Is Pollution Value-Maximizing? The DuPont Case

54 Pages Posted: 18 Sep 2017 Last revised: 19 Sep 2017

See all articles by Roy Shapira

Roy Shapira

Stigler Center, University of Chicago Booth School of Business; Interdiscplinary Center (IDC)

Luigi Zingales

University of Chicago - Booth School of Business; National Bureau of Economic Research (NBER); Centre for Economic Policy Research (CEPR)

Multiple version iconThere are 3 versions of this paper

Date Written: September 1, 2017

Abstract

DuPont, one of the most respectable U.S. companies, caused environmental damage that ended up costing the company around a billion dollars. By using internal company documents disclosed in trials we rule out the possibilities that this bad outcome was due to ignorance, an unexpected realization, or a problem of bad governance. The documents rather suggest that the harmful pollution was a rational decision: under reasonable probabilities of detection, polluting was ex-ante optimal from the company’s perspective, albeit a very harmful decision from a societal perspective. We then examine why different mechanisms of control – legal liability, regulation, and reputation – all failed to deter socially harmful behavior. One common reason for the failures of deterrence mechanisms is that the company controls most of the information and its release. We then sketch potential ways to mitigate this problem.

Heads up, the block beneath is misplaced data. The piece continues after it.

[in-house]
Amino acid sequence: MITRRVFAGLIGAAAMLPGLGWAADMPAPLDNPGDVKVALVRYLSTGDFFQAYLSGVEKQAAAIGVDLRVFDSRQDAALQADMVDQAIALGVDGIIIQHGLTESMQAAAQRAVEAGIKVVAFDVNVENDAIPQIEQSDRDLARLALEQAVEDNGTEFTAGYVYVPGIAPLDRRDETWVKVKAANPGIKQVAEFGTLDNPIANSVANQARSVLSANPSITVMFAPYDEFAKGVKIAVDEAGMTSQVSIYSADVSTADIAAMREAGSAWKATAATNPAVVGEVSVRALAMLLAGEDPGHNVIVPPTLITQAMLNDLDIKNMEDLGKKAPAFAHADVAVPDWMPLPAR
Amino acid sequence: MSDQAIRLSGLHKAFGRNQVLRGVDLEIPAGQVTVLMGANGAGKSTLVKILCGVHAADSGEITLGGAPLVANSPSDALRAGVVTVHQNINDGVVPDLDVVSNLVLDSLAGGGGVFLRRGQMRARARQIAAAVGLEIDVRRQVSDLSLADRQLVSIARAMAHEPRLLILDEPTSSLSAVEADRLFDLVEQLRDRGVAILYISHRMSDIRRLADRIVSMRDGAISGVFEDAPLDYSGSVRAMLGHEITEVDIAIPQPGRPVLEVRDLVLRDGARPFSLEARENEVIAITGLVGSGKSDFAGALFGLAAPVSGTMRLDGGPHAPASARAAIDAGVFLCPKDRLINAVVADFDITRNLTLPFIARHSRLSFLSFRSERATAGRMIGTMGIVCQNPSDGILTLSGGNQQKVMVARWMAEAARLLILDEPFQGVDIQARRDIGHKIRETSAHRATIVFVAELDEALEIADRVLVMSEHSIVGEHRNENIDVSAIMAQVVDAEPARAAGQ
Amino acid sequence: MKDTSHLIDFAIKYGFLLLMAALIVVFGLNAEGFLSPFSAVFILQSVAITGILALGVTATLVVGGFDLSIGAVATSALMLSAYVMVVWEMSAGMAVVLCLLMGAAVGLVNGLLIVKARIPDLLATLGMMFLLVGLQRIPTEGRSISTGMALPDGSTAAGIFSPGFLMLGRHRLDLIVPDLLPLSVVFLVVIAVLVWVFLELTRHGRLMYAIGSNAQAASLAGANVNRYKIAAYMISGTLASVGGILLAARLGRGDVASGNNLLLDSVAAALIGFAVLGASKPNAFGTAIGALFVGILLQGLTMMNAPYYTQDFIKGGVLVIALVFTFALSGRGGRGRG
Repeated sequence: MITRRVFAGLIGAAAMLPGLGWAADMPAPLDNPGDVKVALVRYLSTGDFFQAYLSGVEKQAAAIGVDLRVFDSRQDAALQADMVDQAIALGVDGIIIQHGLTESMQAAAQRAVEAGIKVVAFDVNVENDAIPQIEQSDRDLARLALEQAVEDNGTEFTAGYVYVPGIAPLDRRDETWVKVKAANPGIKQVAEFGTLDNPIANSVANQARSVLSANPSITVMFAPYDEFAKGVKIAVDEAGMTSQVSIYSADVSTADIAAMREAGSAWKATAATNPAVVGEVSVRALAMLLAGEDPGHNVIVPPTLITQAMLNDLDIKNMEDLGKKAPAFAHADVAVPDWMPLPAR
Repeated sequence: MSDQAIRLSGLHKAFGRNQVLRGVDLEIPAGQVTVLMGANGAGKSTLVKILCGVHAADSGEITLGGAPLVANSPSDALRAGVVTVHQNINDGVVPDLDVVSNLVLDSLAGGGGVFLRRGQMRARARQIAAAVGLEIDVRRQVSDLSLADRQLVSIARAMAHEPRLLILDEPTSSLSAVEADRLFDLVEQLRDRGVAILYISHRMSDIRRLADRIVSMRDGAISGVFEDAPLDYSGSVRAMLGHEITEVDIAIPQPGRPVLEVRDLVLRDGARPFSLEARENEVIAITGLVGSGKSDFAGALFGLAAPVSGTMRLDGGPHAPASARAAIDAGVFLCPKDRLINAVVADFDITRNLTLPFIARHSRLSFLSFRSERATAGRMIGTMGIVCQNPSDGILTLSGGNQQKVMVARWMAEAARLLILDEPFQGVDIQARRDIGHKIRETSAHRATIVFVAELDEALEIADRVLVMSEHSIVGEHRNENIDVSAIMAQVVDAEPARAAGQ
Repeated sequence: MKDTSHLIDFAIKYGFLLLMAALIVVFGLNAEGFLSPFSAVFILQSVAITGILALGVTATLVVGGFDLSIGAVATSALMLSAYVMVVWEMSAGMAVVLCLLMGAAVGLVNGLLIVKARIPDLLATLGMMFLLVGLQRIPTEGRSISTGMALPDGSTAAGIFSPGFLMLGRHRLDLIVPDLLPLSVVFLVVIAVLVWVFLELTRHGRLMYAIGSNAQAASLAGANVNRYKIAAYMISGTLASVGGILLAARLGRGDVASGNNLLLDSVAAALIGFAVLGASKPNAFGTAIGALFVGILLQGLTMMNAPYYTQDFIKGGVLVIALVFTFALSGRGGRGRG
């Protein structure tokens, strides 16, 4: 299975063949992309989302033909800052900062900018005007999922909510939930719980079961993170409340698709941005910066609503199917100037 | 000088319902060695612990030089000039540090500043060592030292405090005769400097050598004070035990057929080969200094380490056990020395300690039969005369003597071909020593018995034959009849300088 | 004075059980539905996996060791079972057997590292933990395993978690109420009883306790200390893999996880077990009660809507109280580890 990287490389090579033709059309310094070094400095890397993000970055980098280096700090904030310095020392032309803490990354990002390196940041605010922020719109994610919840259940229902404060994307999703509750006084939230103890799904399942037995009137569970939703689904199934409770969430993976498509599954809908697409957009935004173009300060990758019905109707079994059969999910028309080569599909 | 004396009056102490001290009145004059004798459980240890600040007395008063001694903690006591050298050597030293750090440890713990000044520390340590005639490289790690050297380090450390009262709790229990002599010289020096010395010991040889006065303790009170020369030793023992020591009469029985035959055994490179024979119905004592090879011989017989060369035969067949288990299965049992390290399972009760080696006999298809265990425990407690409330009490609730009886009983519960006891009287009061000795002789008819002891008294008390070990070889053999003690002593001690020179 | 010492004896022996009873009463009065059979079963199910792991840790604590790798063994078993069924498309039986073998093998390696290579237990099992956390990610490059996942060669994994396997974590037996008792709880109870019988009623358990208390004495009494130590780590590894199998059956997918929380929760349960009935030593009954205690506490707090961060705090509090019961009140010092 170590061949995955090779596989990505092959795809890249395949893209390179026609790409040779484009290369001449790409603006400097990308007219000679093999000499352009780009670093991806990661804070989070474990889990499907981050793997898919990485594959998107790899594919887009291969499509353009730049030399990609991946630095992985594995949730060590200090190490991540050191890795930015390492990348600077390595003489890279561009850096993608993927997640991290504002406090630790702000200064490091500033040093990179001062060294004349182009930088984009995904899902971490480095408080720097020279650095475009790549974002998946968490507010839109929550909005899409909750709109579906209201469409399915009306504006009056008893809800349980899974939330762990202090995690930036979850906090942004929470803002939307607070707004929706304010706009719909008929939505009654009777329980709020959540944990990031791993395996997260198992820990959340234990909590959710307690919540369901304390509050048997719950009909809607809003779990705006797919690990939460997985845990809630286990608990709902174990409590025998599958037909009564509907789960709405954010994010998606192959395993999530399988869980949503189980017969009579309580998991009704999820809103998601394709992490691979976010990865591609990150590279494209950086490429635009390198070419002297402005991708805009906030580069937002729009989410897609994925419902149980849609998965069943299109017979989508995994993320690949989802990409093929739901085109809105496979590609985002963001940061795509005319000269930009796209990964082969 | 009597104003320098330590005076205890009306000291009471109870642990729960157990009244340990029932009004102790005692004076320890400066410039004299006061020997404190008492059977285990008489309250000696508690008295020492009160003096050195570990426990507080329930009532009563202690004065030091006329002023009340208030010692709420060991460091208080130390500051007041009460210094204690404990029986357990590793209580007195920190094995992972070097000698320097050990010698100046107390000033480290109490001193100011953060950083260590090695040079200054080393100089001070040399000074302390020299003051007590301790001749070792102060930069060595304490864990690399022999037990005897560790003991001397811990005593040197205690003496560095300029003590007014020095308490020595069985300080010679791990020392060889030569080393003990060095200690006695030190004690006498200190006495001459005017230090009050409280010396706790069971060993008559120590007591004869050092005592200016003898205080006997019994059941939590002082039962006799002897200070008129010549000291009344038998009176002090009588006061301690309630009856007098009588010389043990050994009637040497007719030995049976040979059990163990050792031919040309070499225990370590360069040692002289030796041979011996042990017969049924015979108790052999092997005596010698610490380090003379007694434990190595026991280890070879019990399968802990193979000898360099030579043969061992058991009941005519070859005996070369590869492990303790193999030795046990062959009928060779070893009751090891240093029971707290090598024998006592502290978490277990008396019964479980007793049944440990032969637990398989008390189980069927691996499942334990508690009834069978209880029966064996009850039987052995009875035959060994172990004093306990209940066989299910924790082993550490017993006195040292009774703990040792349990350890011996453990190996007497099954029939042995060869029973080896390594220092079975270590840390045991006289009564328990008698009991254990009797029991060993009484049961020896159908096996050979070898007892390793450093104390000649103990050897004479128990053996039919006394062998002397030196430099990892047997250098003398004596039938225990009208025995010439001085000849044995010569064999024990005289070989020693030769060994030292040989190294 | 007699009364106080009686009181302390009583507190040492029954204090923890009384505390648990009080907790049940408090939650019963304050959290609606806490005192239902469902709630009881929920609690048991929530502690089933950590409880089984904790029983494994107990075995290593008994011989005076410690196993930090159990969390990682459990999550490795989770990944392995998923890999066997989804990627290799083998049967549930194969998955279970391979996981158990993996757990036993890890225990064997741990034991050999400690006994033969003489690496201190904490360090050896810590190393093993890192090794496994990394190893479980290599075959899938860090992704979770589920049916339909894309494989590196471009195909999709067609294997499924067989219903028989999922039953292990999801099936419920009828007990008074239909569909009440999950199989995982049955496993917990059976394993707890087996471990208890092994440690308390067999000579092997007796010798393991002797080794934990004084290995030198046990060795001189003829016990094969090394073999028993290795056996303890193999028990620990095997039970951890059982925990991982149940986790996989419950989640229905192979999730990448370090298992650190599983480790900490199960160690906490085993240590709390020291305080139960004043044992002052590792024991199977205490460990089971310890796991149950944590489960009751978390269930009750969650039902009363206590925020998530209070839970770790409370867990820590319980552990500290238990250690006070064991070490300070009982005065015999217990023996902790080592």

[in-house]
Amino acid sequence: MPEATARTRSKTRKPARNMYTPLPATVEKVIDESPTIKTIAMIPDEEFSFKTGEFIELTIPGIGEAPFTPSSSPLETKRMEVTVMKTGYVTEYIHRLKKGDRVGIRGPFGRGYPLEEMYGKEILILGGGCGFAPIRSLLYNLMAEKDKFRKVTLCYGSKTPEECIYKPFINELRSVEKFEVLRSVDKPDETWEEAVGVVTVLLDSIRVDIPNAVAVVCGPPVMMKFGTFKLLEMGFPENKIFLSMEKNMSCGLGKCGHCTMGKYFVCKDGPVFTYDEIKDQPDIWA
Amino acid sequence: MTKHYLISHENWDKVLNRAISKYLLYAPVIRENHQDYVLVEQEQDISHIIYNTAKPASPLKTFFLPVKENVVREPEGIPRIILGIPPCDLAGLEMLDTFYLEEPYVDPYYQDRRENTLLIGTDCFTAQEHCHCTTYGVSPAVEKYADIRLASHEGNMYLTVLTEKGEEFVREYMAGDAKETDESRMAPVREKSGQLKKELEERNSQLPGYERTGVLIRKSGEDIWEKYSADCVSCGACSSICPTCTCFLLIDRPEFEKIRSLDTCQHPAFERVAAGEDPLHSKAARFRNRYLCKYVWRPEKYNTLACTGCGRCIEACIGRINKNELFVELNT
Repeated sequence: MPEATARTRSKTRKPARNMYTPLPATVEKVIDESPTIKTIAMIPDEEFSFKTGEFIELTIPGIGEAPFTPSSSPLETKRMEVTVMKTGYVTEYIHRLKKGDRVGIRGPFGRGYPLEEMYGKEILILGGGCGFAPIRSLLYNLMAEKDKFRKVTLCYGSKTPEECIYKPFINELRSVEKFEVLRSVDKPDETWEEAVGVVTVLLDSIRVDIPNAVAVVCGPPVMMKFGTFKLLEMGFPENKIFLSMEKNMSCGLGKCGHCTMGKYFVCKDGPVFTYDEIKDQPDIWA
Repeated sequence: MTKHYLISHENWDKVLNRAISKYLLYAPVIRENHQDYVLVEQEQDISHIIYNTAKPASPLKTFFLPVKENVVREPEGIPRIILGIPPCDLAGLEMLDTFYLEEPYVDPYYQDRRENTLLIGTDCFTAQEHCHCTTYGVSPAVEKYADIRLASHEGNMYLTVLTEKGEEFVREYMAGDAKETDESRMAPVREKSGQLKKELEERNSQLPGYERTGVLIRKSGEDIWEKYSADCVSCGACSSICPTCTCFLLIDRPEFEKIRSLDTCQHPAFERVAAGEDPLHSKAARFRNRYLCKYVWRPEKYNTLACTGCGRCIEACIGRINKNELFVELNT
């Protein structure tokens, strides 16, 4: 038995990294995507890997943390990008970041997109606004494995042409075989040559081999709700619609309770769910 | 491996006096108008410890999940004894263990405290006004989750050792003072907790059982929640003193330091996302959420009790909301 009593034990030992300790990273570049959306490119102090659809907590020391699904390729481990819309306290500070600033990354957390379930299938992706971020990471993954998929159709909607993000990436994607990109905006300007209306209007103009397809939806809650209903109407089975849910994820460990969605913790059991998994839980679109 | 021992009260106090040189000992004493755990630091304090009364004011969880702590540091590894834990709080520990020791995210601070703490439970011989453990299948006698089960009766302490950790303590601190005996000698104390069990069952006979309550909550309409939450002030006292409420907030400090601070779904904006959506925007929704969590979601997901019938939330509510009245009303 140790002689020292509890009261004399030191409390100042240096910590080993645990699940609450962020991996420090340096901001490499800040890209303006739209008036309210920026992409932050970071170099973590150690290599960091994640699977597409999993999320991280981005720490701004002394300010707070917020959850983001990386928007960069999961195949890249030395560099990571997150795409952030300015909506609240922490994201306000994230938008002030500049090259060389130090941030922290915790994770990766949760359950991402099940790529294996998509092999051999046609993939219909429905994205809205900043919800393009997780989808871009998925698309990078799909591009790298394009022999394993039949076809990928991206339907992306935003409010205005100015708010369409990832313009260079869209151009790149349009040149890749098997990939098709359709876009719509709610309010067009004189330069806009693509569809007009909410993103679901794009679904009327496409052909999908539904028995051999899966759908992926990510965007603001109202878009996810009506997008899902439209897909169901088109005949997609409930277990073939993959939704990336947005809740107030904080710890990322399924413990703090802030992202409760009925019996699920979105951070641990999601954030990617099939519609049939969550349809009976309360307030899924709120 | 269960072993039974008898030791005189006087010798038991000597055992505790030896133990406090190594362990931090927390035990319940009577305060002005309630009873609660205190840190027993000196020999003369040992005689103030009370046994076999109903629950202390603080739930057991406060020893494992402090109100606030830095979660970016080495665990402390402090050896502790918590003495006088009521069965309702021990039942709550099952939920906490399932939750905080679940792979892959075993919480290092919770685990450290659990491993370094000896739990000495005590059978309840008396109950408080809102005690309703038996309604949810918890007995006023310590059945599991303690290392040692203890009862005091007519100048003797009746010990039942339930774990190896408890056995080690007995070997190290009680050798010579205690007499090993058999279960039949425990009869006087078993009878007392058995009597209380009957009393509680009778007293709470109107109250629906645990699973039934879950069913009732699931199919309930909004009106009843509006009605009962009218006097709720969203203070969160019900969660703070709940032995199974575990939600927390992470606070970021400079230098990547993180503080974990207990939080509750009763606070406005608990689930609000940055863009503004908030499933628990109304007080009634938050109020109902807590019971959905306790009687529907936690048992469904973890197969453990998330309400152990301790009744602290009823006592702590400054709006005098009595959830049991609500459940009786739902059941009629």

Keywords: Pollution, Firm Objectives, Environmental Regulation

JEL Classification: K32, Q52, L21

Suggested Citation

Shapira, Roy and Zingales, Luigi, Is Pollution Value-Maximizing? The DuPont Case (September 1, 2017). Available at SSRN: https://ssrn.com/abstract=3037091 or http://dx.doi.org/10.2139/ssrn.3037091

Roy Shapira

Stigler Center, University of Chicago Booth School of Business ( email )

Walker Hall
Chicago, IL 60637
United States

Interdiscplinary Center (IDC) ( email )

P.O. Box 167
Herzliya, 46150
Israel
972-9-9602410 (Phone)
972-9-9527996 (Fax)

Luigi Zingales (Contact Author)

University of Chicago - Booth School of Business ( email )

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Chicago, IL 60637
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773-702-3196 (Phone)
773-834-2081 (Fax)

National Bureau of Economic Research (NBER)

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Centre for Economic Policy Research (CEPR)

London
United Kingdom

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